El Museo de arte Thyssen-Bornemisza in Madrid has quite an incredible collection from MEDIEVAL to MODERN Art MASTERS – but it is their Modern section that BLEW ME AWAY. From Rothko to Lichtenstein, to Mondrian (pictured above, New York City, 3 (unfinished), 1941,) and more, their Modern collection, is IMPRESSIVE, to say the least. Below are some pictures of my favourite works from the collection… If you are ever in Madrid, get out your camera, iPhone, or whatever (because YES, you CAN take pictures – but NO FLASH please) and CAPTURE these paintings, after taking them in.
Left to Right: Morris Louis, Pillars of Hercules, 1960. Rothko, Untitled, 1961. Clyfford Still, Untitled, 1965.
Lichtenstein, Woman in Bath, 1963.
Rauschenberg, Express, 1963.
Rosenquist, Smoked Glass, 1962.
These LARGER than life canvases will leave a lasting impression on you – guarantee it.
I think in my previous posts, that I’m sure all of you have read and become dedicated CultureHe(ART)s readers – its apparent of my style of art (aka K’s style) exemplifies the WEIRD, STRANGE, and the MORBID. This is why when I stumbled upon the French artist Charles Matton (1931 – 2008), I was overwhelmed with happiness and curiosity. I want to share that with you. I won’t bore you to death with a biography and list of works, but I will give you a little rant on why I think he’s so great. Maybe you’ll like it, maybe you won’t.
What strikes me about Matton and his work is he was an innovator, a REBELLIOUS artist. During the Modernist period when abstraction was a predominant mode of painting and sculpture, Matton diverged. I think this was brave. He believed that abstract reality when in front of you becomes beautiful. He would paint bouquets, heads, flowers – and painting was not his sole medium. Matton has done everything from sculpture to collage to films, you name it, he’s done it.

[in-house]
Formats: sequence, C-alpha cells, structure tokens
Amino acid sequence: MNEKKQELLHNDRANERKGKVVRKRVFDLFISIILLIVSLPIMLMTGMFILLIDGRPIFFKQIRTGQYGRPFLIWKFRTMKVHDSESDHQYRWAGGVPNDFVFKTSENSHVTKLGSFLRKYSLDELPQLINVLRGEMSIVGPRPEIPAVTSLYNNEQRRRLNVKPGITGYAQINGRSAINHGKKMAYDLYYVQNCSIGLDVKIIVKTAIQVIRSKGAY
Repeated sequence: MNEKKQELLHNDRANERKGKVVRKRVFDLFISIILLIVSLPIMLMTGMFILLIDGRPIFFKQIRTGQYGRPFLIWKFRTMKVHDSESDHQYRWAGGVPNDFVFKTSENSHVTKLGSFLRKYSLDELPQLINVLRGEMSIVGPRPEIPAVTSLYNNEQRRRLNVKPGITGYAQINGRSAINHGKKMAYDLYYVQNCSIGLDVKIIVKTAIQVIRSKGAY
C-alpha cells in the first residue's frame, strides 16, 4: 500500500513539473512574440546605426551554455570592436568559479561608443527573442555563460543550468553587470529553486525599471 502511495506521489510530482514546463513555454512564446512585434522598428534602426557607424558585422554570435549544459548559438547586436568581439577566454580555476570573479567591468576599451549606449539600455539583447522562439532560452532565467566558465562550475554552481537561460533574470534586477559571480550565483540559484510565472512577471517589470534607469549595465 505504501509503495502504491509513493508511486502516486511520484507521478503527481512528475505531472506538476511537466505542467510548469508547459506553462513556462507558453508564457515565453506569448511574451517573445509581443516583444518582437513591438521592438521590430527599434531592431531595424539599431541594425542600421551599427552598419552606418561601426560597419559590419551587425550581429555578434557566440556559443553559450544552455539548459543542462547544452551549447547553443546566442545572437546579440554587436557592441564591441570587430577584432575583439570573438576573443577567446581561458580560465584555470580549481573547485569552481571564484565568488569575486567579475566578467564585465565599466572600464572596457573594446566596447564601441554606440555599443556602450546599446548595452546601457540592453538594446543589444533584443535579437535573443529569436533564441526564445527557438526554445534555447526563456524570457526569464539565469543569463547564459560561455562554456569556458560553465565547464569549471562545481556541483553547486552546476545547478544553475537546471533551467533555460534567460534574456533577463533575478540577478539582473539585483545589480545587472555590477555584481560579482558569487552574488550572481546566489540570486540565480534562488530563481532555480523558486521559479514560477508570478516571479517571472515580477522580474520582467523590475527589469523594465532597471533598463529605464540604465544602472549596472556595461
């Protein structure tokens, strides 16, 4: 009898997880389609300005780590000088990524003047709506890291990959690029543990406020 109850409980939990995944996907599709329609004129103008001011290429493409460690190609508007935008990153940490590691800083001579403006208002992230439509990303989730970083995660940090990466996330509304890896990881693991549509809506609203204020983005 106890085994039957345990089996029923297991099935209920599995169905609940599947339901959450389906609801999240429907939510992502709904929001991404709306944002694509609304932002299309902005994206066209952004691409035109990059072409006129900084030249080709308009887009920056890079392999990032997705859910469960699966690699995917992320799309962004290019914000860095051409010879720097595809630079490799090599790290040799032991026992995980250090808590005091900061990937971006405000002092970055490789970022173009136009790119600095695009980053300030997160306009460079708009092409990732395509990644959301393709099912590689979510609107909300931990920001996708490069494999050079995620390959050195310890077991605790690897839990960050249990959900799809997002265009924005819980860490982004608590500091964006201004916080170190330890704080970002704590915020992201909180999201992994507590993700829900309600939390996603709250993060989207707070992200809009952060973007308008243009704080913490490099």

What strikes me most about his work, is his undeniable love for reality and being able to find beauty in the strange, the foreign – whether it be morbid such as his masochistic photographs, his pregnant sculptures or attempting to infiltrate the minds of the great artists such as Bacon and Giacometti (he created some wonderful small collages of their studios that you can look at for hours).
Charles Matton died in 2008, and this is why I am writing about him now. I think he was very under appreciated and unrecognised due to the overshadowing of modernist art and his divergence from it. He’s a bit kooky and weird – but hey who isn’t? And as I always say, “if your not weird than you are not normal.”
What does your He(ART) think? Strange? Morbid? Beautiful?
Peace Out, K.